I’m a sucker for gimmicky new cereal brands.

Each time I get a new one home (the last one had chocolate-hazelnut spread in the middle), expectations are high that it’s going to revolutionise my breakfast times.

What I inevitably find is a decent enough cereal that tastes very much like any number of other examples.

These experiences spring to mind as I consider Furry Legends.

Roll-back

Having not played or seen anything of the game in its WiiWare, DSiWare, or bada form, all I had to go on was a number of reports hinting at a lush Rolando-style physics-based platformer. Great! Just what Android needs.

Sadly, it’s not.

Rather, Gamelion’s title is a nicely presented and fun but thoroughly traditional platformer. While you control a ball of fur that rolls rather than walks around the screen, there isn’t so much as a hint of the ingenious accelerometer controls and inventive screen-prodding of HandCircus’s iPhone effort.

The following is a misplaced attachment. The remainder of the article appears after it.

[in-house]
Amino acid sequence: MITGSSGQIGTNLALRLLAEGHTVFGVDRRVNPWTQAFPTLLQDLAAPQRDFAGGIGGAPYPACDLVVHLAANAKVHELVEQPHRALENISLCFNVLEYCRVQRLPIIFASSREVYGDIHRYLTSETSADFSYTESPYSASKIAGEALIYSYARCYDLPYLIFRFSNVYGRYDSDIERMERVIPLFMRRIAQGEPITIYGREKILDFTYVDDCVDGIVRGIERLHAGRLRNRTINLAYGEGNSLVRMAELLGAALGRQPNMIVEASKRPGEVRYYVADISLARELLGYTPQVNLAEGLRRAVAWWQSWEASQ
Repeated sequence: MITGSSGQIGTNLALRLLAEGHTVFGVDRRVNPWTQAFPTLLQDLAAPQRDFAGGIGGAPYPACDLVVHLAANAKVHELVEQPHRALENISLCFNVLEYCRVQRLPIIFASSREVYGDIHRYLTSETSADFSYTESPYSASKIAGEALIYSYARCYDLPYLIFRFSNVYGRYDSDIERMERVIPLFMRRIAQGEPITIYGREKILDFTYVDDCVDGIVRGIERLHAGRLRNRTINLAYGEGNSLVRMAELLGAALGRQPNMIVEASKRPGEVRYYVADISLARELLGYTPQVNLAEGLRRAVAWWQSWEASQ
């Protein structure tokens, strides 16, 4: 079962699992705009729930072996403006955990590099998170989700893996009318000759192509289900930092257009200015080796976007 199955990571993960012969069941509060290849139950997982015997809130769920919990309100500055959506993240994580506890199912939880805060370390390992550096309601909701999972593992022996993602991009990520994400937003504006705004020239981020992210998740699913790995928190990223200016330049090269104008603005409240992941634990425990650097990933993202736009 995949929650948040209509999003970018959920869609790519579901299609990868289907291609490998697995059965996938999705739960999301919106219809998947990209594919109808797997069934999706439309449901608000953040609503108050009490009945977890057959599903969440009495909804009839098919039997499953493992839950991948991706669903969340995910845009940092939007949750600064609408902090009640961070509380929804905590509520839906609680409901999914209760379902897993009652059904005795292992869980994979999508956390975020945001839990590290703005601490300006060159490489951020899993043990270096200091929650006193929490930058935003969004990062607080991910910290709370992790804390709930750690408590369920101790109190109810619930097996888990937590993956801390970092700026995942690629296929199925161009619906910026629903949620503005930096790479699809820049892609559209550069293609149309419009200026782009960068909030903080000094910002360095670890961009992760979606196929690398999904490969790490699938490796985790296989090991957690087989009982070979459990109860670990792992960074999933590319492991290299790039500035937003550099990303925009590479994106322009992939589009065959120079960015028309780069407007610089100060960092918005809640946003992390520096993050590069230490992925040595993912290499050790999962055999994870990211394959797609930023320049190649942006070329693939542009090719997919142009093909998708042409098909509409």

Rather, you negotiate the colourful levels through a five-way virtual D-pad (no need for downwards controls here) and buttons. If you have a phone with a physical D-pad, that’ll do, too, but you’ll have to revert to the touchscreen for diagonal jumps.

Fuzzy headed

The trouble with such controls is it’s hard to make them seem natural and fluid. So it proves here, with multiple examples of getting caught jumping fruitlessly against a platform edge and rolling straight off the side of a platform because you fudged the appropriate directional command.

The special ability, too, is a curious move that isn’t very well explained or executed. It took us while to realise that you need to press the corresponding button, then immediately prod a direction in order to send your furry friend off on a speedy roll.

While we’re talking about poor signposting, spike traps have a nasty tendency to blend into the background like they’re harmless daisies, leading to some irritating instant deaths.

Then there’s the game’s technical performance, which was distinctly stuttery on our Milestone.

Still, the Android Market isn’t exactly overflowing with traditional platformers, and Furry Legends is one of the better examples. It just seems like a wasted opportunity to create something a little more distinctive and better suited to the platform.

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